Search Images Maps Play YouTube News Gmail Drive More »
Sign in
Screen reader users: click this link for accessible mode. Accessible mode has the same essential features but works better with your reader.


  1. Advanced Patent Search
Publication numberUS3800061 A
Publication typeGrant
Publication dateMar 26, 1974
Filing dateMar 5, 1969
Priority dateMar 5, 1969
Publication numberUS 3800061 A, US 3800061A, US-A-3800061, US3800061 A, US3800061A
InventorsW Larson, J Wong
Original AssigneeNorton Co
Export CitationBiBTeX, EndNote, RefMan
External Links: USPTO, USPTO Assignment, Espacenet
Composite conductor containing superconductive wires
US 3800061 A
A superconductor cable substitute made by co-working multiple rods of superconductive niobium-titanium or niobium-zirconium alloy with a common copper matrix to extend the copper and rods to form a final elongated product which has superconductive wires distributed in a reduced cross-section copper conductor with a complete metallurgical bond between the normal-conductive copper and the superconductor wires contained therein. The super conductor cable can be in the form of a tube.
Previous page
Next page
Claims  available in
Description  (OCR text may contain errors)

United States Patent [191 Larson et al.


James Wong, Wayland, both of Mass.

[73] Assignee: Norton Company, Worcester, Mass. [22] Filed: Mar. 5, 1969 [21] Appl. No.: 807,166

Related US. Application Data [63] Continuation of Ser. No. 534,177, March 14, 1966,


[52] US. Cl...... 174/15 C, 174/DIG. 6, 174/126 CP [51] Int. Cl ..II01v 11/08 [58] Field of Search 29/l9l.4, 599; 174/126, 174/15 C, 126 R, 126 C? [56] References Cited UNITED STATES PATENTS 1,125,162 l/19l5. Page ..29/l9l.4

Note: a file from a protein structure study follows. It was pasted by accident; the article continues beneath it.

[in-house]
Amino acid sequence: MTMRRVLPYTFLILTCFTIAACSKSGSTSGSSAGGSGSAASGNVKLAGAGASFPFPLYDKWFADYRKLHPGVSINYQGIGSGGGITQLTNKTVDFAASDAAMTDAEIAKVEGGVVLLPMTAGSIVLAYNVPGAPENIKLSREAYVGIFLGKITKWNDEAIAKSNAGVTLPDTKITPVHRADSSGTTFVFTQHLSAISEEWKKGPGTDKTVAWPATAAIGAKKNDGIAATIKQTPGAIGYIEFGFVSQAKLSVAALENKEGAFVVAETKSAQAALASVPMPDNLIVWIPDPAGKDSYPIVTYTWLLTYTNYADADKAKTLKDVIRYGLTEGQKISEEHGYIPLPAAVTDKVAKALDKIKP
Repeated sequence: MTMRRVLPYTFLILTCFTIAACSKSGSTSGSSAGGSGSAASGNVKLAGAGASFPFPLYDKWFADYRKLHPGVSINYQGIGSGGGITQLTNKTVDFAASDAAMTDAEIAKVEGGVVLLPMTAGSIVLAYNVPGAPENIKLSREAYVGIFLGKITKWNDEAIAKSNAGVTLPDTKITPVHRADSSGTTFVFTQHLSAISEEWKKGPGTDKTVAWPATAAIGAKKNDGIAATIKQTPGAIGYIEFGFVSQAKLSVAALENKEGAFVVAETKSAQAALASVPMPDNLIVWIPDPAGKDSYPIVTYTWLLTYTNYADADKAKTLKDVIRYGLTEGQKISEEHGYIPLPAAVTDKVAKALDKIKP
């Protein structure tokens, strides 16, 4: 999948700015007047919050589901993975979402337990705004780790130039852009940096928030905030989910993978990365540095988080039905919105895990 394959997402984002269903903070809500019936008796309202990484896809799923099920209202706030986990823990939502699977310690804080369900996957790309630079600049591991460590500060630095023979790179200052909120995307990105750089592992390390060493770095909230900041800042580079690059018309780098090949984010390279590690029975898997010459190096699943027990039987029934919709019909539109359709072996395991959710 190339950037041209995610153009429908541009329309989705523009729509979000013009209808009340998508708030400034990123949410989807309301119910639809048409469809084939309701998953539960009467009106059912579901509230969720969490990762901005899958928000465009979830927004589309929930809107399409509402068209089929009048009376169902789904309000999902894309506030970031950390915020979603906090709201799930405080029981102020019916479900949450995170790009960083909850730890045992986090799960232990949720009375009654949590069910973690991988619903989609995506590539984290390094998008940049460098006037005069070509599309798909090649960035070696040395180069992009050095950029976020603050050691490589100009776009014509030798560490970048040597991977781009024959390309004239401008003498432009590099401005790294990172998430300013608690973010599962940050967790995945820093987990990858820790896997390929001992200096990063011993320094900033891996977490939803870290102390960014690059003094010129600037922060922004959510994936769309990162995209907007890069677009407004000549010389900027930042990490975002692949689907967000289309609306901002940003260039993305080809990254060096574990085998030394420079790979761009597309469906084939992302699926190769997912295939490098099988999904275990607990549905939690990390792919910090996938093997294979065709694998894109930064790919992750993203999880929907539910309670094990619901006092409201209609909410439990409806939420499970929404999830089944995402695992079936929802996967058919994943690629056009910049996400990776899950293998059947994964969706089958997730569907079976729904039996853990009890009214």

COMPOSITE CONDUCTOR AS TUBING FLOW OF COOLANT [451 Mar. 26, 1974 1,292,659 l/1919 Speed 29/191.4 3,253,191 5/1966 Treuting et a1. 317/158 3,306,972 2/1967 Laverick 174/126 3,366,728 1/1968 Garwin..,.. 174/126 3,370,347 2/1968 Garwin 29/599 3,378,916 9/1968 Robinson 29/599 Primary Examiner-E. A. Goldberg Attorney, Agent, or Firm-Jerry Cohen; Charles Hieken; Oliver W. Hayes [5 7 ABSTRACT 6 Claims, 8 Drawing Figures PATENTEDHARZB I974 3,800,061



PATENTEDHARZB I974 3.800.061

SHEET 2 0F 3 J1 INTERFACE PATENTEI] IIAR 26 I974 SHEET 3 [IF 3 T N E M F. S m m S WM TIOMO MO A H I? 0 p I O O O O mm m m 8 6 4 2 mm; 102.2 -51 Amwymizi H FIG.6

MINOR WIRE COMPOSITE CONDUCTOR AS TUBING COOLAN T COMPOSITE CONDUCTOR CONTAINING SUPERCONDUCTIVE WIRES This application is a continuation of U.S. Pat. application Ser. No. 534, 177 filed Mar. 14, 1966 now abandoned.

This invention relates to the manufacture of superconductive solenoids and the like (electromagnets, armatures, magnetic shields, etc) and superconductive transmission lines and more particularly to the wire used in winding such devices. The art to which our invention relates involves the transport of electrical currents on the order of hundreds of amperes carried with zero resistance by utilizing the phenomenon of superconductivity.

The present state of the art is that the wires used are made of niobium-zirconium or niobium-titanium alloys, the allow wire being in a single wire form or an a stranded wire cable form. The wires are prepared by metallurgical techniques described, for instance, in the patent of Kneip, et al., U.S. Pat. No. 3,215,569 and in the U.S. Pat. of Wong. No. 3,162,943 (see also Olsen et al., article pp. 123-128 of Superconductors (Interscience, 1962), After manufacture of the wire, it is mated with a normally conductive metal such as copper by plating in the manner described in the application of Kneip, Ser. No. 389,639, filed Aug. 14, 1964 now abandoned and U.S. Pat. No. 3,328,271; by providing sheets of conductive metal between winding layers of the final coil device as in U.S. Pat. No. 3,187,235; or by embedding the wire in the surface of a copper ribbon as described by Kantrowitz, et al. in six Applied Physics Letters 56 (Feb, 1965) and infrench Eat No 1,440,228 and OFHC Copper News, volume 8, no. 1 (July 1968) page 23. The technique has also been published (Geballe U.S. Pat. No. 3,109,963) for plating copper on a superconductive alloy wire prior to the final cold drawing passes. The purpose of the copper is to act as an insulator for the superconductor under some conditions of operation and to serve as a thermal and electric shunt for the superconductor under other conditions of operation.

The conductive metal may be copper, as noted above, or gold, tin, silver, indium, lead, aluminum, cadmium, iron and combinations thereof and the superconductor, used in combination therewith may be an alloy of niobium-titanium (-90 weight per cent titanium); niobium-zirconium or niobium-titanium zirconium, with from zero up to about 10 per cent of other alloying elements in any of the foregoing.